Josiah Warren, an Annotated Bibliography
A number of people have had a hand in researching Warren's writings, and this is an attempt to summarize the bibliographical work on Warren as it currently stands. It owes a particular debt to Shawn Wilbur, whose extraordinary research on Warren informs this book throughout. Whole books, printed and bound in tiny editions in a shed behind Warren's house, may exist undiscovered.
(A) Books/booklets published during Warren's lifetime
(1) Equitable Commerce: A New Development of Principles as Substitutes for Laws and Governments, for the Harmonious Adjustment and Regulation of the Pecuniary, Intellectual, and Moral Intercourse of Mankind, Proposed as Elements of New Society. (New York, 1852). The primary source for Warren's thinking, edited by Stephen Pearl Andrews. Uses an eccentric typographical/indexing system in which themes are numbered and lettered in a hierarchy and then noted in the margins. The first edition was published in 1846: Andrews writes: "The main body of this book was published as far back as 1846. It has now undergone, at my request, a revisal by the author," who signs "Josiah Warren. New Harmony, Indiana, U.S., 1846." James J. Martin gives the following publishing history in a note. "A second edition appeared in 1849 while Warren was at 'Utopia' (Smith's Landing), Ohio, while a third was published in New York in 1852. [Martin treats True Civilization as an edition of EC]. . . . The fifth edition, posthumously released by Benjamin Tucker at Princeton, Massachusetts in 1875 bore the same title and content as the 1869 edition." Believe it or not, an 1869 edition was published under the title The former title of this work was "Equitable Commerce", but it is now ranked as the first part of True Civilization: a subject of vital and serious interest to all people; but most immediately to the men and women of labor and sorrow, at Cliftondale, Massachusetts. A number of small editions were published in the twentieth century.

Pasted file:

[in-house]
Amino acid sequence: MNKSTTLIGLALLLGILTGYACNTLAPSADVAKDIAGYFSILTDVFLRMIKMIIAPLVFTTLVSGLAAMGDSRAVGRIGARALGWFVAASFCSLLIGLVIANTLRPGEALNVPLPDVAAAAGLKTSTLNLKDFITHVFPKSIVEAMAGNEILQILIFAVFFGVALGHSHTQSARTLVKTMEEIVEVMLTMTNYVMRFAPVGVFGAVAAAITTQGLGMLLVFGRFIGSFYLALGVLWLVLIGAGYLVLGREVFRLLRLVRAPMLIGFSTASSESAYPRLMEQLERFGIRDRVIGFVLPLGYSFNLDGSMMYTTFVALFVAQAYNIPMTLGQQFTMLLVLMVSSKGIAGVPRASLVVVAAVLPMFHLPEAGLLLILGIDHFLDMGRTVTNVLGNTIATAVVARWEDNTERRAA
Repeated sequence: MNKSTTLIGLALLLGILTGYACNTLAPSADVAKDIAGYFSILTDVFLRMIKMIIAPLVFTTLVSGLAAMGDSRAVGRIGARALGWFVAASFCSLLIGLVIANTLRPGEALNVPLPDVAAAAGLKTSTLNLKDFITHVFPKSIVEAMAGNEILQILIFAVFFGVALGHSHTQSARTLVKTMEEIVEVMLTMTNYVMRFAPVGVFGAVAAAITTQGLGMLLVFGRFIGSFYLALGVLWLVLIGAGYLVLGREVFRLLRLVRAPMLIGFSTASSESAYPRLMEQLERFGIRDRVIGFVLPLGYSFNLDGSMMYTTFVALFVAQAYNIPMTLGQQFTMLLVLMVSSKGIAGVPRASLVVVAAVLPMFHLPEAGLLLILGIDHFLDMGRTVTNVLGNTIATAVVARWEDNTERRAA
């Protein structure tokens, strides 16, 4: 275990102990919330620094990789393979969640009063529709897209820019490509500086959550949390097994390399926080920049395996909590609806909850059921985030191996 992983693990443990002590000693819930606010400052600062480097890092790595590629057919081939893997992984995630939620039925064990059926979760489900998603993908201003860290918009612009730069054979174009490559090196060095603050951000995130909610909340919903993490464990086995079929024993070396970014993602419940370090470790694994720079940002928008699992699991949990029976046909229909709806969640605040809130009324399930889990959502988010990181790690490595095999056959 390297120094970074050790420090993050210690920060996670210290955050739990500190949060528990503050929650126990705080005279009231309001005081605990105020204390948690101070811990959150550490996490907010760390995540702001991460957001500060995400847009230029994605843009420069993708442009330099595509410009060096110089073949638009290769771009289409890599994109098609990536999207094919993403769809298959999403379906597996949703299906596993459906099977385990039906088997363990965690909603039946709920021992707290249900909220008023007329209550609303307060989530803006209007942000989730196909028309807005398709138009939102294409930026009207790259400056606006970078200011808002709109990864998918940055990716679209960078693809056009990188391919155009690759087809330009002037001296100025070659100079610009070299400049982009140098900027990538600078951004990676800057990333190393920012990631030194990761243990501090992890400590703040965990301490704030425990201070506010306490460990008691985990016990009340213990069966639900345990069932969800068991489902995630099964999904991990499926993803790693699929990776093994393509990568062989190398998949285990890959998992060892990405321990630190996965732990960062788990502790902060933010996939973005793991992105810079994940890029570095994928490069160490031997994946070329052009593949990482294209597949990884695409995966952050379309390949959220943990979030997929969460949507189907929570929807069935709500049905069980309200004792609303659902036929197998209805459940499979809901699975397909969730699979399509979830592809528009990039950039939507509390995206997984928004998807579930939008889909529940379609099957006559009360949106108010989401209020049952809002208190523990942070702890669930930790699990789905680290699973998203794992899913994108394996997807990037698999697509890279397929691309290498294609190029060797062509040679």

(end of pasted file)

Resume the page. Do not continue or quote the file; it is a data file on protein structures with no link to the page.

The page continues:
(2) Practical details in equitable commerce, showing the workings, in actual experiment, during a series of years, of the social principles expounded in the works called "Equitable commerce." (New York: Fowlers and Wells, 1852), 115 pp. I am in a possession of a copy from the Houghton Library, Harvard. It is mostly in dialogue form, seemingly recording actual transactions etc. Something of a miscellany, it features a preface by Andrews, setting out the project of Modern Times. There are also theoretical cogitations, very much redundant with other writings. But it yields a narrative of Warren's projects between New Harmony and Modern Times, with many detailed transactions that Warren regarded as the data confirming his theory.
(3) Written Music Remodeled and Invested with the Simplicity of an Exact Science. Boston: John P. Jewett & co., 1860. 107 pp. An elaboration of Warren's work on musical notation in the 1840s, which was published as A new system of notation : intended to promote the more general cultivation & more just performance of music (New Harmony: 1843.) Also: A Collection of the Most Popular Church Music Written Upon Geometric or Scientific Principles (New Harmony, 1844).
(4) True Civilization: An Immediate Necessity and the Last Ground of Hope for Mankind, Being the Results and Conclusions of Thirty-Nine Years' Laborious Study and Experiments in Civilization As It Is, and in Different Enterprises for Reconstruction, by Josiah Warren, Counsellor in Equity. (Boston: 1863; reprint New York: Burt Franklin, 1967). A late restatement. It qualifies his anarchism to some extent with a sort of system of arbitration panels and addresses the Civil War. The table of contents, rather than running serially through the text, gives page numbers nonsequentially by theme. Chapter 4 reproduces the secions on economics of Equitable Commerce.
(5) Practical Applications of the Elementary Principles of True Civilization to the Minute Details of Everyday Life ("published by the author, Princeton, Mass., 1873), a 47 pp. booklet, narrating Warren's practical experiments starting with Tuscarawas. There is a copy in Houghton Library, Harvard.
Warren's periodicals were mostly very small runs of a single or a few issues, printed by himself, and for which he fabricated the type, written entirely by himself. In some cases, the distinction between periodical and booklet is arbitrary.
The Peaceful Revolutionist. Apparently four issues were published in volume one. I have only located numbers 2 and 4, dated February 3, 1833 and April 5, 1833. (Wisconsin Historical Society). Pamphlet published under this title in May 1848, at Utopia, Ohio; "Volume 2, Number 1").
Herald of Equity (Cincinnati: 1841) (Working Men's Institute, New Harmony, IN)
Gazette of Equitable Commerce, vol. 1 no. 2, dated New Harmony September 1842, 8 pp. Material on the Time Store, Equitable Commerce etc. Contents of vol. 1 no. 1 or whether there were any other issues published is not known. (Indiana Historical Society)